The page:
“Politics is basically how we as a society decide to set the rules and solve our biggest issues,” says Damian Boeselager, a 33-year-old member of the European parliament (MEP) who has represented pan-European party Volt since 2019. Together with two friends, Boeselager co-founded Volt Europa the same day the U.K. formally announced its intention to leave the EU 5 years ago today. Now the party is represented by over 70 elected officials at local, national, and European level and it is active in 29 European countries.
Sadly, Boeselager’s success is the exception rather than the rule. Recent OECD statistics highlight the degree to which young people are underrepresented in parliaments across the developed world. In 2020, 22% of OECD (Organization for Economic Co-operation and Development) parliaments (MPs) had members under 40. In comparison, 20- to 39-year-olds represent 34% of the voting-age population in these countries. This is an average representation gap of more than 12 percentage points. Some of the largest gaps are found in the United States (-25%) and Australia (-24%).
If you know the issue that you want addressed and that power lies in politics, why dance around it?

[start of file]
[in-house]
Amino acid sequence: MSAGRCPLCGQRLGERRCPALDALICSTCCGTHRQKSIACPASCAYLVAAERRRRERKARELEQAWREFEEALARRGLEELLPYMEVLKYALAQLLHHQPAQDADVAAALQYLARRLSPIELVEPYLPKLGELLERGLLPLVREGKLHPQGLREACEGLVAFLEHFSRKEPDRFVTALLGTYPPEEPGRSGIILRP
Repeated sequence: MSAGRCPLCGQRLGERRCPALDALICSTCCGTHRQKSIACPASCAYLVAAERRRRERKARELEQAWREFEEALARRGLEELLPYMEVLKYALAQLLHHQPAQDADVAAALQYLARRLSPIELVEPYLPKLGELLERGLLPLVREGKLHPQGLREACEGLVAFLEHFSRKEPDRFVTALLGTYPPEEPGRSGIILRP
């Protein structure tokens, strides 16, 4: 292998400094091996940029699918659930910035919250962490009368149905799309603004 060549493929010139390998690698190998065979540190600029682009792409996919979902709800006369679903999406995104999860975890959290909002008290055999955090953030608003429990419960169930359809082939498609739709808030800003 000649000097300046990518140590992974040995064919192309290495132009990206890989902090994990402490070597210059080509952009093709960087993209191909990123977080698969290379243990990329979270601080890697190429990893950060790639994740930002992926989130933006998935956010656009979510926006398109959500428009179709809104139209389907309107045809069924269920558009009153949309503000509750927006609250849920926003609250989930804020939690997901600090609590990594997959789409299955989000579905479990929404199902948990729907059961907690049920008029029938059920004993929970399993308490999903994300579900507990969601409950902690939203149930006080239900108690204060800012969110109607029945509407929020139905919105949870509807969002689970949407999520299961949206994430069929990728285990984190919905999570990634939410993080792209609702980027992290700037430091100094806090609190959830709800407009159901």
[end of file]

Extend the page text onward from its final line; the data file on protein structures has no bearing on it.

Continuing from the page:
The differences are even more pronounced within political leadership. In 2018, only 3% of the incumbent cabinet members across the OECD, were 35 or under. Perhaps this is why A 2020 OECD report, Public Governance Review for Youth, Trust and Intergenerational Justice, found that since the global financial crisis, young people’s trust in public institutions, along with their perception that they have political influence and representation, has stalled.
“Politics is just not much on people’s minds,” is how Boeselager puts it. He admits that prior to co-founding Volt, he never considered joining a political party, neither did anyone in his wider circle. Brexit changed that for him and his co-founders. When the U.K. decided to leave the EU, he felt that the society in which he was living was “disintegrating,” emotions that were then reinforced by the rise of nationalism across Europe and the election of Donald Trump in the United States.
Initially, the young parliamentarian considered starting a think tank. But soon realized that a think tank wasn’t going to get to the root of the problem. Activism did not appeal either. “If you know the issue that you want addressed and that power lies in politics, why dance around it?” Political parties pay attention to the loss of votes, he explains. There is nothing so powerful as saying, “Look, I’m stealing your votes because you are not addressing my concerns regarding the future of Europe.”
We do not have to be passive recipients of old entrenched systems.
Volt’s first national party formed in Hamburg, Germany in 2018. That was the year Boeselager won a seat at the European Parliament (EP) with 0.7% of the vote and when Volt joined the broader Greens–European Free Alliance group.
Volt Europa has expanded since then and has local teams in every EU member state and is registered as a legal party in seventeen member states including Germany, France, Italy, Spain, and the Netherlands.